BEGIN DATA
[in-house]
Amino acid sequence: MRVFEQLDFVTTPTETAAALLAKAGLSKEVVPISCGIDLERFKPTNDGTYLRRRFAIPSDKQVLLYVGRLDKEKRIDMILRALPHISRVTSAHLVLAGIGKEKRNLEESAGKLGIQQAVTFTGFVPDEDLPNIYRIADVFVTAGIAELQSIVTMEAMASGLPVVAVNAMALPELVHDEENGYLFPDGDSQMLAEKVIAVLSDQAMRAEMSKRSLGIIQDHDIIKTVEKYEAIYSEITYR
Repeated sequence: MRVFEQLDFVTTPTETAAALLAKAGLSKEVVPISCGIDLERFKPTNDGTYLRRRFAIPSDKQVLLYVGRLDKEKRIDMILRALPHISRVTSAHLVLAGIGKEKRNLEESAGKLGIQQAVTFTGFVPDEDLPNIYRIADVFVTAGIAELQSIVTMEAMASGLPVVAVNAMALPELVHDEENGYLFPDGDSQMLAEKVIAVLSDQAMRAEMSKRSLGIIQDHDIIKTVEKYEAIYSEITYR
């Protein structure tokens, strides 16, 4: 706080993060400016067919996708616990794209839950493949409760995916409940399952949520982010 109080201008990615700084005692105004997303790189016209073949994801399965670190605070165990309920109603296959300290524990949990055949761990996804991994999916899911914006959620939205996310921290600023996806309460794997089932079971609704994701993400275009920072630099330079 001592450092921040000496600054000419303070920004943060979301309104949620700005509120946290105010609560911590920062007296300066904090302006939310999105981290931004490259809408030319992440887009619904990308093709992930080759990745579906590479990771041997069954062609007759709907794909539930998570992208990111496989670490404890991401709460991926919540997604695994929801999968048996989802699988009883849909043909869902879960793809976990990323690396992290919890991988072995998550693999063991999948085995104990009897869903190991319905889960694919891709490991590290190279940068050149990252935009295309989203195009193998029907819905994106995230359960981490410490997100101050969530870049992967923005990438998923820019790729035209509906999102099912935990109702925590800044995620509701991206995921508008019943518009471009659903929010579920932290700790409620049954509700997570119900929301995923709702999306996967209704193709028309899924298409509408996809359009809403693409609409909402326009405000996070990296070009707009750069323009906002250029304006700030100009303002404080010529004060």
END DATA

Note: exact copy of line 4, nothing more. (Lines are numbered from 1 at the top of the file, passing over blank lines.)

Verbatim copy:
């Protein structure tokens, strides 16, 4: 706080993060400016067919996708616990794209839950493949409760995916409940399952949520982010 109080201008990615700084005692105004997303790189016209073949994801399965670190605070165990309920109603296959300290524990949990055949761990996804991994999916899911914006959620939205996310921290600023996806309460794997089932079971609704994701993400275009920072630099330079 001592450092921040000496600054000419303070920004943060979301309104949620700005509120946290105010609560911590920062007296300066904090302006939310999105981290931004490259809408030319992440887009619904990308093709992930080759990745579906590479990771041997069954062609007759709907794909539930998570992208990111496989670490404890991401709460991926919540997604695994929801999968048996989802699988009883849909043909869902879960793809976990990323690396992290919890991988072995998550693999063991999948085995104990009897869903190991319905889960694919891709490991590290190279940068050149990252935009295309989203195009193998029907819905994106995230359960981490410490997100101050969530870049992967923005990438998923820019790729035209509906999102099912935990109702925590800044995620509701991206995921508008019943518009471009659903929010579920932290700790409620049954509700997570119900929301995923709702999306996967209704193709028309899924298409509408996809359009809403693409609409909402326009405000996070990296070009707009750069323009906002250029304006700030100009303002404080010529004060």